The walk to Victory Beach in Wickliffe Bay starts at the end of Dick Road, with the wide service trail crossing farmland as it heads toward to the Pyramids. These two pyramids are large outcrops of columnar basalt formed by volcanic activity: the Large Pyramid (Pū-wheke-o-Kia) to the north and Little Pyramid (Te Matai o Kia) to the south.
Just before the base of the Pyramids, the track crosses a fence and enters Okia Reserve (or Okia Flat), a swampy area behind the beach. There is a box here where you can pick up a laminated sheet (Okia Reserve Guided Walk brochure) explaining what you’ll see along the 3.5km loop.
1. Small Pyramid
First stop is the optional Small Pyramid: the short climb provides a great view of the whole reserve. To the north, Okia Reserve ends at the cliffs of Kaika Hill, which are part of the Te Wharekaiwi headland.
Looking south, over Okia Flat, is Papanui Inlet with Mount Charles behind it.
Fortunately the track is dry… but during wet weather small lakes form between the dune hollows. The area is dominated by the growth of the giant rush (Juncus gregifl orus).
3. Slope Stabilisation
Looking across at the base of the large Pyramid, a slip site is in the process of being revegetated to prevent increased slippage.
4. Margaret Hazel Slope
A 4-wheel drive track leads up to an area being re-forested by the Yellow-eyed Penguin Trust. It’s hoped that birds from the adjoining bush will be attracted to this newly planted area, in the process pooping seeds that will accelerate revegetation.
5. Natural Regeneration
The Bracken fern has flourished since farming ceased; it provides provides shelter for other plants such as naturally occurring flax, Coprosmas and broadleaf.
6. Rock “rosette”
On the nearby hill is a “rosette”, a large, 30-metre wide circular geological feature formed from radial jointing of an intrusive pod of lava. It’s obvious when identified on the walk brochure – but not something I would otherwise have noticed.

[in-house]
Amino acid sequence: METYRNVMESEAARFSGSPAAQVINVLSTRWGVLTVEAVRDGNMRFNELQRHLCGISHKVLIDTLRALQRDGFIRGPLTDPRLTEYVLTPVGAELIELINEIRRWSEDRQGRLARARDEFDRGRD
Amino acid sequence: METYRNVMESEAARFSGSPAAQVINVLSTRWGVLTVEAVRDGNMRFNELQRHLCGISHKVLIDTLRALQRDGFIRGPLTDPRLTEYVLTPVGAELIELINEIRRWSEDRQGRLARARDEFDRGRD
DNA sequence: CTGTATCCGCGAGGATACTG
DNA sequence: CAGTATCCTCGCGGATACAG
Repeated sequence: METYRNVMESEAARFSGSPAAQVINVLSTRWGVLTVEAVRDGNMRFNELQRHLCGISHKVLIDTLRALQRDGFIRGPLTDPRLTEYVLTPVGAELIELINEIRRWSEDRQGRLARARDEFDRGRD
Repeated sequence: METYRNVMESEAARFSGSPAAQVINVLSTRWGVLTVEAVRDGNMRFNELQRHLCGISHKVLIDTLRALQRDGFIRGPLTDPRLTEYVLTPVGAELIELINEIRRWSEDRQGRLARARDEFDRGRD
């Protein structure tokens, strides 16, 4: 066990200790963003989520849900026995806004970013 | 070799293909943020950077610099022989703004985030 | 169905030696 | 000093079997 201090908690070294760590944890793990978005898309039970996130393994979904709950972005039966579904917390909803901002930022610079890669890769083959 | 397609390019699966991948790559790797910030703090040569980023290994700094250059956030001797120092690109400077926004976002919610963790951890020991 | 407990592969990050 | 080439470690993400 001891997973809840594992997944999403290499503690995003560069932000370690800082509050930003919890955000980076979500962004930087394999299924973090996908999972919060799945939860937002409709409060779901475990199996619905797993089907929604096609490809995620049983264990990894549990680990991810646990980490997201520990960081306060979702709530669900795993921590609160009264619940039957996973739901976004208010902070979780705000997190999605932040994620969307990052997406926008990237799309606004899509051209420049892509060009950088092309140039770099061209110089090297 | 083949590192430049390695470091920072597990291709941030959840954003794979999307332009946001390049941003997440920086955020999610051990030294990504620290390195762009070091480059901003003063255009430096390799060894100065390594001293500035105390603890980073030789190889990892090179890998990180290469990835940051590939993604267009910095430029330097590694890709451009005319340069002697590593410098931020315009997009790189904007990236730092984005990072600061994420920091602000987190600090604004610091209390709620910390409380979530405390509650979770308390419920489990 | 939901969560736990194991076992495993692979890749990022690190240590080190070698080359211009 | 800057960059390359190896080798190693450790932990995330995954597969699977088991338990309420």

Having reached the northern-most part of the loop, the track now veers sharply south along a firetrail, before turning east to meet the beach. The cut grass is maintained regularly and designed to protect the penguin breeding areas if a fire was to break out.
Named after the steamship SS Victory which was bound for Melbourne before it ran aground at the southern end of the beach on 3 July 1861, Victory Beach is a remote and wild beach.
Just before the beach is a sign reminding visitors that Victory Beach is a penguin nesting site – the best time to see them is dawn or dusk (I didn’t see any). What I did see was a huge flock of seagulls that were feeding in the shallows. A few hundred metres down the (almost) deserted beach, a pole marks the spot where the return path through Okia Reserve starts.
The last attraction of the Victory Beach walk is some Māori history, that’s not shown on the official brochure. Near the base of the Little Pyramid is a cave that has been carved out by wave erosion. There is evidence of occupation from over 500 years ago and based on Māori oral history, the cave was used for shelter by a warrior recovering from his wounds.
From the cave, it’s a few minutes back to the end of the loop track, and an easy stroll back to the car.
0.0km Start at end of Dick Road (5m asl) 1.2km Gate to Okia Reserve and base of Small Pyramid 1.4km Start of Loop Walk (after climbing Small Pyramid) 2.0km Junction with track to Margaret Hazel Slope 3.3km Victory Beach 3.7km Beach Access track (leave Victory Beach) 4.5km Small Pyramid Cave 4.7km Okia Reserve gate 5.9km Carpark (Dick Road)
More information on Victory Beach
- DOC Dunedin walks brochure [PDF]
- Okia Reserve Guided Walk brochure [PDF]
- Peter Janssen, Excellent Short Walks in the South Island, p.156
- NZ TopoMap – Victory Beach loop
Best hikes of Dunedin and the Otago Peninsula
There are 46 hikes on the very useful DOC Dunedin walks brochure alone – the top Dunedin and Otago Peninsula hikes which I’d recommend if you can’t do them all are: